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Varahamihira

VARāHAMIHIRA

(fl. near Ujjain, India, sixth century)

astronomy, astrology.

The best-known and most respected astrologer of India, Varāhamihira was the son and pupil of Ādityadāsa, a Maga Brāhmana and descendant of Iranian Zoroastrians who immigrated to northern India in the centuries about the beginning of the Christian era and who, while retaining some traces of the solar worship of their forebears, were absorbed into Hinduism. Varāhamihira himself stated that he was a native of Avantī or Western Mālwä (the region about Ujjain) and that he resided in the village Kāpitthaka, which is probably to be identified with the ruins at Kayatha about twelve miles from Ujjain. His date is established by his own adaptation in the Pañcadiddhāntikā of Lāta’s epoch, 505, and by the references to him as an authority in the Brāhmasphutasiddhānta composed by Brahmagupta in 628. It has further been suggested that he was connected with the Aulikara court at Daśapura (Mandasor), and in particular with Yaśodharman, who was reigning in 532.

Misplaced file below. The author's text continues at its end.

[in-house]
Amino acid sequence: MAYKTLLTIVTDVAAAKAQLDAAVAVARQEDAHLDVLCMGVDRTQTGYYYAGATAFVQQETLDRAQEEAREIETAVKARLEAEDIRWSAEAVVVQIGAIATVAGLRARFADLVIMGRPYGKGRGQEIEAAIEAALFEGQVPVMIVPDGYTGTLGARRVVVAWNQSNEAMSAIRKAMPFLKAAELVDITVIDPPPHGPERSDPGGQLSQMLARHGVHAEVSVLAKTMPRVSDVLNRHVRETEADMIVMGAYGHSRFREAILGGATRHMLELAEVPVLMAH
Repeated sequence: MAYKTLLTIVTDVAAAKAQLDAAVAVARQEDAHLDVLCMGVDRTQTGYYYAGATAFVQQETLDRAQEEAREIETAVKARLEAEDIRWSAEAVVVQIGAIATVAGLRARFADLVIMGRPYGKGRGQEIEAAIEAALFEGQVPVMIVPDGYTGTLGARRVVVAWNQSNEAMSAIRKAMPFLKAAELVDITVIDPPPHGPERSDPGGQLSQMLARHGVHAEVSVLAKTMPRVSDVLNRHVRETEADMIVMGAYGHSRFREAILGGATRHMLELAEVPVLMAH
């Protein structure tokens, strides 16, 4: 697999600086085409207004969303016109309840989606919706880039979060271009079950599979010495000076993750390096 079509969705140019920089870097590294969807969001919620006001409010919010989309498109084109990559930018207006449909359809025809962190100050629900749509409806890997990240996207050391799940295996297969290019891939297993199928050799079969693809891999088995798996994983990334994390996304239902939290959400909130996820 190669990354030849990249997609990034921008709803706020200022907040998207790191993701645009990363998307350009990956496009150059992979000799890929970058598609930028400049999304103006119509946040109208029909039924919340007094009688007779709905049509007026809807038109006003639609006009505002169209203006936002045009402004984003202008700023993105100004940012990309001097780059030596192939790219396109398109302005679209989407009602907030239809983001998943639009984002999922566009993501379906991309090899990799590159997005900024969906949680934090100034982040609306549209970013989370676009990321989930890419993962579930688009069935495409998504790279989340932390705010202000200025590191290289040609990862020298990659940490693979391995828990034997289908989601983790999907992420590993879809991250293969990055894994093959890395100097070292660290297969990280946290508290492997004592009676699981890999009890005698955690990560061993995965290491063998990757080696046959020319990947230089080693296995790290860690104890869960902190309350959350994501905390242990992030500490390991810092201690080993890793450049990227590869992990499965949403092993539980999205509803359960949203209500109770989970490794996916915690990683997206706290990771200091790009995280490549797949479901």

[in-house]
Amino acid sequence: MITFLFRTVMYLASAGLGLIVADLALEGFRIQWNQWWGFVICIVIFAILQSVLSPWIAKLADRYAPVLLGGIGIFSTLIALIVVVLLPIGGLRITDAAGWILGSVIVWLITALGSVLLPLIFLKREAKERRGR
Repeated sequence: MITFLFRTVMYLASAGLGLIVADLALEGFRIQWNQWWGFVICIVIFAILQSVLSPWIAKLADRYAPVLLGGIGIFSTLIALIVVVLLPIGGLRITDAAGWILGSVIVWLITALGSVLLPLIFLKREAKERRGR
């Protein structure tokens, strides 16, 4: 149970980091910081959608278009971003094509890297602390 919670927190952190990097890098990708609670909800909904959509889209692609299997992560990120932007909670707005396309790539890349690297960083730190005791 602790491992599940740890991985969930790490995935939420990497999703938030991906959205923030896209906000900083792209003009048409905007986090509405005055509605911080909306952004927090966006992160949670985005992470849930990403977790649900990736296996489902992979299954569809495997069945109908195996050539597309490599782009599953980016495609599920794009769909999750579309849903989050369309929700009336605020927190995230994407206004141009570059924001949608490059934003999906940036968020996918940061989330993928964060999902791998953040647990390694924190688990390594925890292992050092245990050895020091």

His numerous writings covered all of the traditional fields of astrology and astronomy in India, generally in pairs. It is evident from internal crossreferences that he composed the Pañcasiddhäntikä and Brhatsamhitā simultaneously toward the beginning of his career, although some additions were made to the latter after his other major works were completed. The Brhajjätaka was probably composed toward the end of his life, and the other treatises fall somewhere in between.

Varāhamihira was not original in his writings. In genethlialogy he depended primarily on Sphujidhvaja’s and Satya’s expositions of an Indianized Greek system, in divination on the Indian adaptations by Garga and others of Mesopotamian omen-series, and in astronomy on representatives of three traditions : the Mesopotamian-influenced vedāñga-astronomy as represented in the first century Paitāmahasiddhānta, the Indian versions of Greco-Babylonian solar, lunar, and planetary theory in the Vasisthasiddhānta and Pauliśasiddhānta, and the essentially Hellenistic astronomy of the Romakasiddhānta and Läta’s Süryasiddhānta. Since we have very few other sources for studying these traditions in India in the period before 500, Varāhamihira’s work is extremely valuable; and as we know little else about the Greek traditions that the sources of the Pañcasiddhäntikā depend on, it affords us a most useful if somewhat problematic insight into pre-Ptolemaic Greek astronomy.